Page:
Three farmers, a businessman, a teacher and a banker will be welcomed into the Mid-Columbia Agriculture Hall of Fame Jan. 21.
The six have all been longtime residents of Southeastern Washington. The inductees’ names were announced at a Greater Pasco Chamber of Commerce luncheon Jan. 5.
The group will be formally inducted into the Mid-Columbia Agriculture Hall of Fame at a dinner Jan. 21 at the Pasco Red Lion Hotel. The dinner is sponsored by the Chamber and the Port of Pasco.
The six 2016 inductees will make a total of 69 members of the Agriculture Hall of Fame, said Colin Hastings, executive director of the Pasco chamber.
This year’s inductees are the late Lawrence and Iris Hayes of the Connell area, Dick Muhlbeier of Pasco, Kerrin Bleazard of Pasco, Bob Tippett of Pasco and Chep Gauntt of Burbank.
The early members of the Mid-Columbia Agricultural Hall of Fame were all Mid-Columbia agricultural pioneers, Hastings said.
“When we first began the Agriculture Hall of Fame in 2000, there was just the one category — the Pioneer Award,” he said. “Six or eight people were inducted that first year and then later categories, like the Agricultural Advisor Award and this year the Stewardship award was added.”
The 2016 inductees are being recognized for their outstanding contributions to agriculture and agribusiness in four categories: the Pioneer Award, Young Agribusiness Person of the Year, Agricultural Advisor Award and the Visionary Award.
Lawrence and Iris Hayes, who farmed in Block 19 near Mesa and Connell, will be honored with the Pioneer Award, which recognizes individuals who have had a significant influence on the development of agriculture in the Mid-Columbia and who unselfishly served their communities.
The Hayes family settled in Block 19 of the Columbia Basin Project near Mesa in 1957.
Farming in those early years was a true pioneering effort — wind erosion, canal breaches, crop failures and low commodity prices and living conditions were brutal. The Hayes home had no domestic water for the first six months until a community well was completed.
Iris Hayes taught school to bring in extra income and helped establish the Basin City Homemakers and Women in Farm Economics organizations. She was also a founding member of the Columbia Basin Junior Livestock Show.
Lawrence Hayes served on the boards of the Big Bend Electric Cooperative and the Mid-Columbia Library District. He was active in the Cattlemen’s Association and other commodity groups.
They both volunteered their time as 4-H leaders, firefighters and ambulance drivers.
The Stewardship Award will be presented to farmer Chep Gauntt of Burbank. The award honors individuals who actively display exemplary community involvement and enhance agribusiness through leadership or technology development.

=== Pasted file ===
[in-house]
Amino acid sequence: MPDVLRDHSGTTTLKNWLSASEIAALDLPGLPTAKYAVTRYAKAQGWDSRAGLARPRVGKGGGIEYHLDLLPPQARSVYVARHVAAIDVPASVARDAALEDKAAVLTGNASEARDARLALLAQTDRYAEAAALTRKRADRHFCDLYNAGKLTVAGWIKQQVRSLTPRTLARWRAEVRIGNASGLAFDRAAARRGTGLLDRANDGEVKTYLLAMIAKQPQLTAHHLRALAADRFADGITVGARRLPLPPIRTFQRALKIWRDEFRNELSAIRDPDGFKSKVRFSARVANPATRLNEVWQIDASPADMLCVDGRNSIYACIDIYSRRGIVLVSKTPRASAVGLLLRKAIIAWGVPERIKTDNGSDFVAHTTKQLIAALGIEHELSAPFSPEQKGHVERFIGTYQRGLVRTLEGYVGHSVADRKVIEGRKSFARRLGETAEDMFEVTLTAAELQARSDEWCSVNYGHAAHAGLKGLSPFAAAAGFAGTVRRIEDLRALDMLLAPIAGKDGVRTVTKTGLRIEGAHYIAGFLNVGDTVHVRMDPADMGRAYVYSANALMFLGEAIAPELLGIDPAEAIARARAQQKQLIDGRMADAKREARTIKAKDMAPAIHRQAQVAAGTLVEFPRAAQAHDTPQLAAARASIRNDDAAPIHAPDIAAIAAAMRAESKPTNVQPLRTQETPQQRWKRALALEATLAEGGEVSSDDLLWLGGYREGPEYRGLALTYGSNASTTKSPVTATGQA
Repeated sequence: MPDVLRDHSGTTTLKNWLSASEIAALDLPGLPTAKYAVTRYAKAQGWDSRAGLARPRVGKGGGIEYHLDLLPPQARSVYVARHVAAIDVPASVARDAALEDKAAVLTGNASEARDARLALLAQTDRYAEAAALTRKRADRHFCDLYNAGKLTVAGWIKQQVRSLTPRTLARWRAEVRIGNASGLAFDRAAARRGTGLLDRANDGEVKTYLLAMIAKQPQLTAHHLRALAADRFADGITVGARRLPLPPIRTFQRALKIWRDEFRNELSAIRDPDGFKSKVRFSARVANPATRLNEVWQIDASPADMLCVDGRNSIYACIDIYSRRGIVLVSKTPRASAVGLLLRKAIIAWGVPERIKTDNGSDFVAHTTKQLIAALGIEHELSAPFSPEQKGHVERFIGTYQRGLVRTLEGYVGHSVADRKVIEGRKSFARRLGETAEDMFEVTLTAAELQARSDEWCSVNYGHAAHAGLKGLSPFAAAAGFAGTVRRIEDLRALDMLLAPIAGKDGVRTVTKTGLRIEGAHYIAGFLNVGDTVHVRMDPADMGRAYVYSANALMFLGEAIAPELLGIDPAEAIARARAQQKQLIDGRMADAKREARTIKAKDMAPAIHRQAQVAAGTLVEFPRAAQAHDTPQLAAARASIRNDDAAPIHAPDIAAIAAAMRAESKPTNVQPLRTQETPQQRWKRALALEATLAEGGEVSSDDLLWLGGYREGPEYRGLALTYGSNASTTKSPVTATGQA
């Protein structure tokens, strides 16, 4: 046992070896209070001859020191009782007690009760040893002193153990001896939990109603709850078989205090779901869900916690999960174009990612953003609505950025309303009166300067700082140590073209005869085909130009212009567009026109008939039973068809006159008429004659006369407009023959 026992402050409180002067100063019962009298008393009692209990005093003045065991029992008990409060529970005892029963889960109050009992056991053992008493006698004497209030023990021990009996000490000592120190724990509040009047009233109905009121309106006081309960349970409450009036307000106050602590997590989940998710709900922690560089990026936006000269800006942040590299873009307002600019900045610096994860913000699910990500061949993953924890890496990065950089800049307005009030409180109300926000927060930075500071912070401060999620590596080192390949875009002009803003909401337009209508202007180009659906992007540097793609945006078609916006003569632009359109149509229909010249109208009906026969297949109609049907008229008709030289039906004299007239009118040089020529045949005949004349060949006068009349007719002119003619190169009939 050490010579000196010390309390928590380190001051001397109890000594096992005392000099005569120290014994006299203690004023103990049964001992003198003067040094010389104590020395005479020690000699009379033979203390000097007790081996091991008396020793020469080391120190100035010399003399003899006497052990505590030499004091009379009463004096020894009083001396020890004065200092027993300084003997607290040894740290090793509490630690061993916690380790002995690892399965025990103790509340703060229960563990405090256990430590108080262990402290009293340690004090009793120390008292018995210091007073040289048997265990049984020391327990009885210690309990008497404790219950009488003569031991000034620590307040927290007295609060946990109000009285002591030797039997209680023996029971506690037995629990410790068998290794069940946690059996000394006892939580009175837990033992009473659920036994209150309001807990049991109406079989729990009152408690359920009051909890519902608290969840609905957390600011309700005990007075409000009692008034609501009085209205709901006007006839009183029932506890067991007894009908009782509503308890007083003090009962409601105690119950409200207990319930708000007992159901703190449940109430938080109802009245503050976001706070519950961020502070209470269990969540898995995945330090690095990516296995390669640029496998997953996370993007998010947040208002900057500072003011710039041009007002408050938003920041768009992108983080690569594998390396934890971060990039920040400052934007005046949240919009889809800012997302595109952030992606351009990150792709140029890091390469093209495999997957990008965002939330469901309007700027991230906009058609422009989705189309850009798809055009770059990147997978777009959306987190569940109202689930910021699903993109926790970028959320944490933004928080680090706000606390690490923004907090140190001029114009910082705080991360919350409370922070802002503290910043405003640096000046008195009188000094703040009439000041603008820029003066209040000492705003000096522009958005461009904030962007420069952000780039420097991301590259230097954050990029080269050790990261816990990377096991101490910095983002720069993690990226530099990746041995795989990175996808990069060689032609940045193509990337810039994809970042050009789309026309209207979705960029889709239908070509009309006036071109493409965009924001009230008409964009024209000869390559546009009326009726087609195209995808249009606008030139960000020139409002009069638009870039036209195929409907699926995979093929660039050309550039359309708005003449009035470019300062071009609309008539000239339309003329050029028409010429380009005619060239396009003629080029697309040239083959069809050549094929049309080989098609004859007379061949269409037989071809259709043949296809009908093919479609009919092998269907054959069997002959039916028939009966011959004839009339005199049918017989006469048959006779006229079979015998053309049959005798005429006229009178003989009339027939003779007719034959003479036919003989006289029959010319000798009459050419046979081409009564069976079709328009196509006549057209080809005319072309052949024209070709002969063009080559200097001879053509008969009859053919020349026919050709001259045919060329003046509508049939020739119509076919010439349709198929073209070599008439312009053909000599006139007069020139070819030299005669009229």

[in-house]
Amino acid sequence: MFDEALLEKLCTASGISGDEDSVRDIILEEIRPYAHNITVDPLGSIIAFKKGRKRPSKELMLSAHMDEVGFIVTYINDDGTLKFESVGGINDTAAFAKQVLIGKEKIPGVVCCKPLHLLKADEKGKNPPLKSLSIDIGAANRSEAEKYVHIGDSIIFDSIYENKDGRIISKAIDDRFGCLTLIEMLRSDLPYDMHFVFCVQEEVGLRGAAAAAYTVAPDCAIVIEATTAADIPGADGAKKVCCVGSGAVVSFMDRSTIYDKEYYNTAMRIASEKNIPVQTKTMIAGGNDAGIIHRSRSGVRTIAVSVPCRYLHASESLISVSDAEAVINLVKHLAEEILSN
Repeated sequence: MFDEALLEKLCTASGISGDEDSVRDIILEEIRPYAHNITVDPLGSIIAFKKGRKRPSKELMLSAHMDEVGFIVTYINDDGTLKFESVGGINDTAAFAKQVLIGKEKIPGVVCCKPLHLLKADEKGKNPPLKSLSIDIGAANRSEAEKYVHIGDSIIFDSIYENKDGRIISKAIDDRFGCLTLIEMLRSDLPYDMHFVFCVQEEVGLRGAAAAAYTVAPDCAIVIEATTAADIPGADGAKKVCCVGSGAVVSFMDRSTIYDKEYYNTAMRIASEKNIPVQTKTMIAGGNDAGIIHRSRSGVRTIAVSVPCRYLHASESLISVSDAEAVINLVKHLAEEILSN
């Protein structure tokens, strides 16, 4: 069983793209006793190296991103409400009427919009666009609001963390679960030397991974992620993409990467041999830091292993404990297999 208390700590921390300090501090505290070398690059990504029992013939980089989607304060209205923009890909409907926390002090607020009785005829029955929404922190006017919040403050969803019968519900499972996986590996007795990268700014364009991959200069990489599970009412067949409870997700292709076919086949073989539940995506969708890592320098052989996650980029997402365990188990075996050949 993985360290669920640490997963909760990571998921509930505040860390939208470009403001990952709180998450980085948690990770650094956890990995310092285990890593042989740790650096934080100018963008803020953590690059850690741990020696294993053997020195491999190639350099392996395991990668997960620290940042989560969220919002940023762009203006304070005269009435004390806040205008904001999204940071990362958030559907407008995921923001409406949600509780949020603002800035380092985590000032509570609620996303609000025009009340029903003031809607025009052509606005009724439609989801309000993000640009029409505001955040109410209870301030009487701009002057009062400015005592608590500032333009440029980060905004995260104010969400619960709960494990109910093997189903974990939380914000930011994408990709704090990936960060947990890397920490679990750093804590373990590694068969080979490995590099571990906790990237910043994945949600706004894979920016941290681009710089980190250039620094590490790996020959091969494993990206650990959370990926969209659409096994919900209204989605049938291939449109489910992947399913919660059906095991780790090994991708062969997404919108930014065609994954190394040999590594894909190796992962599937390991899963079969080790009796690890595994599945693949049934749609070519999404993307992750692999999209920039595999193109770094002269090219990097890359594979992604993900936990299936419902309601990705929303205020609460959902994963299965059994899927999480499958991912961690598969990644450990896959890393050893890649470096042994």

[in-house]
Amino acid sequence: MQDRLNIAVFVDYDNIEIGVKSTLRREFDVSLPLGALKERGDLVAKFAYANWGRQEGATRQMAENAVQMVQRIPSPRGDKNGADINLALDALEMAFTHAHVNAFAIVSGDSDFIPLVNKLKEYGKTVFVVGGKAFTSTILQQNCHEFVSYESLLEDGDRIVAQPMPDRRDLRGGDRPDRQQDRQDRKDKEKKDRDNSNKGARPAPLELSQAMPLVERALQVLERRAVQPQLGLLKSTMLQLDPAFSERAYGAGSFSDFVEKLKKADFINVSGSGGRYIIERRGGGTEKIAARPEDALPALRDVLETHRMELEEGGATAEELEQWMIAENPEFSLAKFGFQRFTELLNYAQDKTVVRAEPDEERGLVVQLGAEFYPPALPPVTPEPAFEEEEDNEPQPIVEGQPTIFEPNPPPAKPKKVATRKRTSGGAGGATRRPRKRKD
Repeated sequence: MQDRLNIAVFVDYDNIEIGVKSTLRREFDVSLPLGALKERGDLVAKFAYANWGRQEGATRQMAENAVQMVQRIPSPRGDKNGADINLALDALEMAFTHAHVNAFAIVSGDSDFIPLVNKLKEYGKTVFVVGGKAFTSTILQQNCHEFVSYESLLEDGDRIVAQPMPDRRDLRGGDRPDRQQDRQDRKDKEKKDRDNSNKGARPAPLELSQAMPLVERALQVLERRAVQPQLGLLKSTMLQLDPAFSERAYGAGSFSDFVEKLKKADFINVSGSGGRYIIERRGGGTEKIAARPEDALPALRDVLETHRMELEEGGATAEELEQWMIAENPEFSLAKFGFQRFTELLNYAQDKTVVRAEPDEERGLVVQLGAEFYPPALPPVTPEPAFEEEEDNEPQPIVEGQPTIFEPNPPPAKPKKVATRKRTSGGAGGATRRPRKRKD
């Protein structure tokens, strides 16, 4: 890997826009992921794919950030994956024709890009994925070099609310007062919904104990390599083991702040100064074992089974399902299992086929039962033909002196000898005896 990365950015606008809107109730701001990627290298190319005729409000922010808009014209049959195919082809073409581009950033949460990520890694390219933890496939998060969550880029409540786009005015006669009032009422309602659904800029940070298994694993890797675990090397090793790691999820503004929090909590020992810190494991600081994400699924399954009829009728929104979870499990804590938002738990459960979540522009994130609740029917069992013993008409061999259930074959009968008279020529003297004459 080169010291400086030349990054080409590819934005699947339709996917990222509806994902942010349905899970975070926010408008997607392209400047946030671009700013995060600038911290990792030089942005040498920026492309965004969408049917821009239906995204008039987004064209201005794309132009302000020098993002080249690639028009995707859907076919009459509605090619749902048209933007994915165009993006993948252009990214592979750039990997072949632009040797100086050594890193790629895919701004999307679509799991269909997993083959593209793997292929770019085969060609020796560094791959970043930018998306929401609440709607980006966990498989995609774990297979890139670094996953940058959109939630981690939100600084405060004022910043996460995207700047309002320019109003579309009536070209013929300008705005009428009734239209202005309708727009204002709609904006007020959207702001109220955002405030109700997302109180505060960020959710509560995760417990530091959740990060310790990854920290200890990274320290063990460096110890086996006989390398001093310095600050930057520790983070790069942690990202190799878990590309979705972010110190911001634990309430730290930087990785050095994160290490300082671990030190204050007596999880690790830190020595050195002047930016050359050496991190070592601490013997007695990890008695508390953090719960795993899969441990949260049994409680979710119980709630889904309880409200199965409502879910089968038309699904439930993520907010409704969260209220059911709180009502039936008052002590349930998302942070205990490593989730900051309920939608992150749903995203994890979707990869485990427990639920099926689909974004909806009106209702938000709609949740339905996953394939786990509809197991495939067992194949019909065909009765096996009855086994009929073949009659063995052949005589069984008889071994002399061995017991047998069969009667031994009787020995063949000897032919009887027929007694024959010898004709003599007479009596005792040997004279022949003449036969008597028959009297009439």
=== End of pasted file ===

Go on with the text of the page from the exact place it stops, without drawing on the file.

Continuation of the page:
Gauntt grew up on a family farm in Moses Lake. He studied business at Big Bend Community College in Moses Lake and at Eastern Washington University. He began working at Green Giant, rising through the ranks of management until he was in charge of asparagus operations stretching from Walla Walla to Basin City. Later Gauntt decided to farm independently. He became an avid steward of the land and of agriculture itself, eagerly learning new methods as technology advanced. Gauntt encourages his son, Drex Gauntt, to use high-tech tools like GPS, variable rate application, soil moisture monitoring and even drones. Gauntt enjoys sharing what he learns with other farmers.
Gauntt helped resuscitate the Columbia Basin College agriculture program, the campus farm and the scholarship program. With his input, a “pipeline” concept now starts in high school and can lead to a four-year, and higher, college degree.
The Visionary Award will be presented to Bob Tippett of Pasco. It recognizes a person who has had an extraordinary impact on agriculture.
Tippett’s family founded Tippett Land and Mortgage Company. In the late 1960s, the firm opened a Kennewick office to broker start-up loans for Columbia Basin farmers. Fresh out of Boise State University with a degree in accounting, Bob Tippett took over the Kennewick office.
He returned to Boise when his father died, but moved back to the Tri-Cities in the mid-1980s, when the farm economy was in a slump and banks were foreclosing. Tippett helped many farmers, giving sound advice on how to survive the financial crisis. He also became a partner with Jim O’Conner in a company managing lender-owned farms.
Hastings said Tippett is a man of vision who has been involved in agricultural lending, management and real estate. He has operated a hay farm and a seed business, helped develop the Pasco Processing Center and the TRAC facility, and has served the community on the boards of the Pasco and Tri-Cities chambers, TRIDEC, the Wine Science Center, Young Life and other organizations.